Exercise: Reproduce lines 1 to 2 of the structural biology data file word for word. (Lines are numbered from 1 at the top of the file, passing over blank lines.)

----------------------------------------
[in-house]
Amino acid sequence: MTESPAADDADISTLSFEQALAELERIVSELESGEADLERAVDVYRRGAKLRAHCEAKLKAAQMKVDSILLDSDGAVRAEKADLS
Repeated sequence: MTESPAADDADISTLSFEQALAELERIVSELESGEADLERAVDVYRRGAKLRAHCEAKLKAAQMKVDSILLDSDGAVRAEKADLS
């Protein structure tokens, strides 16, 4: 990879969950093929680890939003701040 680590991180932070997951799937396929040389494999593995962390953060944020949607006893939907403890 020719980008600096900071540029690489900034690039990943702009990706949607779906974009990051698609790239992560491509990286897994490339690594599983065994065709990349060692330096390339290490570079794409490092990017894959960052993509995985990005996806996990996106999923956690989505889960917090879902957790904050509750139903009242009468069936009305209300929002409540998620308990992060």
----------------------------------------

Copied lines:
[in-house]
Amino acid sequence: MTESPAADDADISTLSFEQALAELERIVSELESGEADLERAVDVYRRGAKLRAHCEAKLKAAQMKVDSILLDSDGAVRAEKADLS